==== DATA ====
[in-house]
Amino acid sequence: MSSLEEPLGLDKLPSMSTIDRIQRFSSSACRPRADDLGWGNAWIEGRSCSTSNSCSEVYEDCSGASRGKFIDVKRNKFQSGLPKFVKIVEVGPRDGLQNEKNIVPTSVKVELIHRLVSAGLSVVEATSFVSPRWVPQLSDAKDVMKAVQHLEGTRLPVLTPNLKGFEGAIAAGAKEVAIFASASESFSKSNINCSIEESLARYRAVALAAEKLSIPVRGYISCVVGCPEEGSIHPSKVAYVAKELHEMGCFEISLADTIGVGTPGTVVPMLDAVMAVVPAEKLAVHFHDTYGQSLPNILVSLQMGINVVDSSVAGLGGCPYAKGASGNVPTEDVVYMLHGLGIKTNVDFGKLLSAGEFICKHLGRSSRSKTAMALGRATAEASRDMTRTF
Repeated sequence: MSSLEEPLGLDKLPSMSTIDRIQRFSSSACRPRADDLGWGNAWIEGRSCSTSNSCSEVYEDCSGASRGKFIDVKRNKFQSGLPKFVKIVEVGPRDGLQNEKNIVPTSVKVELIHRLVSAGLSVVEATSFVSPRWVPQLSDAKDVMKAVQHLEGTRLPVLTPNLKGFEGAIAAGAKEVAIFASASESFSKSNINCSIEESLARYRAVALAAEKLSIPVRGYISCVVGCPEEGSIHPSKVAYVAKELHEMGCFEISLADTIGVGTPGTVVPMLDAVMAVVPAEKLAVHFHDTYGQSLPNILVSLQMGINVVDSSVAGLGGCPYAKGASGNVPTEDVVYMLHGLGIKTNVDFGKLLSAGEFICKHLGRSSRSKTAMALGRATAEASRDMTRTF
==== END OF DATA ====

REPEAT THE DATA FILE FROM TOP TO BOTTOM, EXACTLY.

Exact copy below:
[in-house]
Amino acid sequence: MSSLEEPLGLDKLPSMSTIDRIQRFSSSACRPRADDLGWGNAWIEGRSCSTSNSCSEVYEDCSGASRGKFIDVKRNKFQSGLPKFVKIVEVGPRDGLQNEKNIVPTSVKVELIHRLVSAGLSVVEATSFVSPRWVPQLSDAKDVMKAVQHLEGTRLPVLTPNLKGFEGAIAAGAKEVAIFASASESFSKSNINCSIEESLARYRAVALAAEKLSIPVRGYISCVVGCPEEGSIHPSKVAYVAKELHEMGCFEISLADTIGVGTPGTVVPMLDAVMAVVPAEKLAVHFHDTYGQSLPNILVSLQMGINVVDSSVAGLGGCPYAKGASGNVPTEDVVYMLHGLGIKTNVDFGKLLSAGEFICKHLGRSSRSKTAMALGRATAEASRDMTRTF
Repeated sequence: MSSLEEPLGLDKLPSMSTIDRIQRFSSSACRPRADDLGWGNAWIEGRSCSTSNSCSEVYEDCSGASRGKFIDVKRNKFQSGLPKFVKIVEVGPRDGLQNEKNIVPTSVKVELIHRLVSAGLSVVEATSFVSPRWVPQLSDAKDVMKAVQHLEGTRLPVLTPNLKGFEGAIAAGAKEVAIFASASESFSKSNINCSIEESLARYRAVALAAEKLSIPVRGYISCVVGCPEEGSIHPSKVAYVAKELHEMGCFEISLADTIGVGTPGTVVPMLDAVMAVVPAEKLAVHFHDTYGQSLPNILVSLQMGINVVDSSVAGLGGCPYAKGASGNVPTEDVVYMLHGLGIKTNVDFGKLLSAGEFICKHLGRSSRSKTAMALGRATAEASRDMTRTF